Rusty Worden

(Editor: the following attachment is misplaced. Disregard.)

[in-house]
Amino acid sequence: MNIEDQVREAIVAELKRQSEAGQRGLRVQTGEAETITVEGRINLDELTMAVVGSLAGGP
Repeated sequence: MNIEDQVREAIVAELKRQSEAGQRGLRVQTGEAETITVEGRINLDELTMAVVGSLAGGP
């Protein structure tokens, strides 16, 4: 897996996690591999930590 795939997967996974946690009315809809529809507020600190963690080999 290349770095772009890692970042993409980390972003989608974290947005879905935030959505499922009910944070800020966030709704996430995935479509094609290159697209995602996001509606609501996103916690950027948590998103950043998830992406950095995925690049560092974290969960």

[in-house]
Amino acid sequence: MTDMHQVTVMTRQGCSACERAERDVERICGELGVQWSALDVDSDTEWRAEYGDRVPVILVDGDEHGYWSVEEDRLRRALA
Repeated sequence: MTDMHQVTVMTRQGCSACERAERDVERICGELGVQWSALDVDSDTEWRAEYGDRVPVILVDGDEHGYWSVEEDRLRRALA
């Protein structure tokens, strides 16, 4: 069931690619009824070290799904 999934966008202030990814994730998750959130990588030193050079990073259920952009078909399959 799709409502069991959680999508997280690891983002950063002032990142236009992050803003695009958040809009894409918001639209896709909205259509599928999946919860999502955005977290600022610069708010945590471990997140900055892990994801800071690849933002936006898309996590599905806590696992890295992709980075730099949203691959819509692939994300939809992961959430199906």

Rusty is an award-winning pioneer in designing media for CD-ROM (what's that?), smart devices (before they were called smart devices), and the web. Even the once-ubiquitous Macromedia Flash Video Player was his playground as he worked with Macromedia to Beta test it's evolutionary solution that, in part, helped launch YouTube. While he has been story-telling his entire professional career, he's steadfastly refused to seek work outside of the corporate environment. Instead, he enjoys learning about new technology and innovation as he works to craft compelling stories designed to achieve the intended outcomes of the project. Rusty founded Simply Interactive (a media creative services company based out of San Francisco, CA), and quickly grew it to self-sustaining levels before opting to focus on his family and move to North Carolina. Rusty and his wife, Desirae, decided in 2010 that his career at Cisco as a Manager of Learning and Development was not creative enough and began to set the stage for RockerDown Studios, a name chosen because it was Rusty's own nickname. RockerDown has shown impressive growth for a small company without investors and Rusty continues to lead RockerDown with a singleness of focus that our real job is to make the person who hired us look good to the people that matter to them. "I honestly believe that when people meet us and our passion for what we do shines through, that opens the door. But when our clients experience how we work with them... how we make our primary focus about helping them succeed... that keeps the door open, and creates RockerDown fans that promote us everywhere they go. We don't market publicly. all of our growth stems from great relationships." - Rusty Worden